EPA loss could be win for Virginia
WINCHESTER — The recent decision by the Environmental Protection Agency not to appeal a federal court ruling regarding stormwater regulation likely won’t have a significant impact on Frederick County.
However, the county — which is working to develop a stormwater ordinance to comply with federally mandated regulations pertaining to the Chesapeake Bay cleanup — could see some effect from the decision, according to Joe Wilder, deputy director of public works for Frederick County.
On Jan. 3, a federal judge ruled that the EPA overreached its authority by trying to regulate stormwater the same way it would regulate standard pollutants, according to The Washington Post.
While the EPA primarily was targeting a watershed in Fairfax County to try and reduce sediment buildup in the Bay, the governor’s office estimated that the judge’s ruling in the lawsuit — jointly filed by the state and Fairfax County — could save Virginia as much as $300 million.
“This ruling won’t affect the development of a [Frederick County] stormwater ordinance,” Wilder said. “It will affect issues as the state deals with TMDLs and stream issues. It will make things a little easier to manage as water quality issues arise in the future.”
According to the EPA, a total maximum daily load (TMDL) “is essentially a ‘pollution diet’ that identifies the maximum amount of a pollutant the waterway can receive and still meet water quality standards.”
“While it was already a major victory for Virginians when federal judge Liam O’Grady ruled that the EPA had exceeded its statutory authority by imposing restrictions on the flow of storm water into Fairfax County’s Accotink Creek, [the] news that the EPA won’t subject Virginia taxpayers to additional unneeded efforts to combat this federal regulatory overreach is an additional win for Virginia taxpayers, and further evidence of the strength of the Commonwealth’s position,” stated Gov. Bob McDonnell in a news release on March 4.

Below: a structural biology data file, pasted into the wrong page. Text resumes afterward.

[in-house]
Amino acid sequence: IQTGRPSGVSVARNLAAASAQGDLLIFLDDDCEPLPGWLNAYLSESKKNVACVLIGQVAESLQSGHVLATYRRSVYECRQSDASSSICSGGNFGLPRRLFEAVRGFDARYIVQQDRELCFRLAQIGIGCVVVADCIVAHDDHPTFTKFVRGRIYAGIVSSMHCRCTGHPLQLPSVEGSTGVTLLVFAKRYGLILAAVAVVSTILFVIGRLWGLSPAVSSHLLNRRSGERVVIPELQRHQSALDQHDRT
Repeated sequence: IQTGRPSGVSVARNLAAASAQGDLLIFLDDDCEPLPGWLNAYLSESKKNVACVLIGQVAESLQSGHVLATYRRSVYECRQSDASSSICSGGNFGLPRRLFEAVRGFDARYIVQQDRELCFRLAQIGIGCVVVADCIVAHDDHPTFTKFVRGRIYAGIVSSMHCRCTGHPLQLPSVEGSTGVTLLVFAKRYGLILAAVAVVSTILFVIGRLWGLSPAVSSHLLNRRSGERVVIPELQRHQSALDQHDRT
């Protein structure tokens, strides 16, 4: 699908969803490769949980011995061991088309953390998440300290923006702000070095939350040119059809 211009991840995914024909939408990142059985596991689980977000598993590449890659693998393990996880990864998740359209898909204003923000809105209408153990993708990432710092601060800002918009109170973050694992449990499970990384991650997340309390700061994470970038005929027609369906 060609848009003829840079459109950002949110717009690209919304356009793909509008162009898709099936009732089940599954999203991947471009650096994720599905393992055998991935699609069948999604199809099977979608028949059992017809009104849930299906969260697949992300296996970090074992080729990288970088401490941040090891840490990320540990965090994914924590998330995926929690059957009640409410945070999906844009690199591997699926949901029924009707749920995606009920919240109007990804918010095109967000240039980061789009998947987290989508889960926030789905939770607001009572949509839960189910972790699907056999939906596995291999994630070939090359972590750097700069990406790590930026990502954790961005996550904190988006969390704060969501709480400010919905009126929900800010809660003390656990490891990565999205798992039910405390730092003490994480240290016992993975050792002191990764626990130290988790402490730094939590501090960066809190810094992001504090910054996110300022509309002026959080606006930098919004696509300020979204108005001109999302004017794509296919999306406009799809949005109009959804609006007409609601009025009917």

“The historic ruling allows the EPA to regulate pollutants such as sediment within stormwater under the Clean Water Act (CWA), but not the storm water itself as it had tried to do.”
Frederick County’s Public Works Stormwater Program Subcommittee met for the first time in mid-January and is scheduled to meet later this month.
The county was awarded a $21,000 federal grant — which is administered by the state — in late 2012 to help prepare the program. According to Wilder, the county has until July 1, 2014, to adopt regulations approved by the EPA.
The county’s stormwater ordinance, once finalized and adopted, could be similar to both the regulations that Winchester currently uses and the county’s current erosion and sediment control regulations, Wilder has previously said.
— Contact Matt Armstrong firstname.lastname@example.org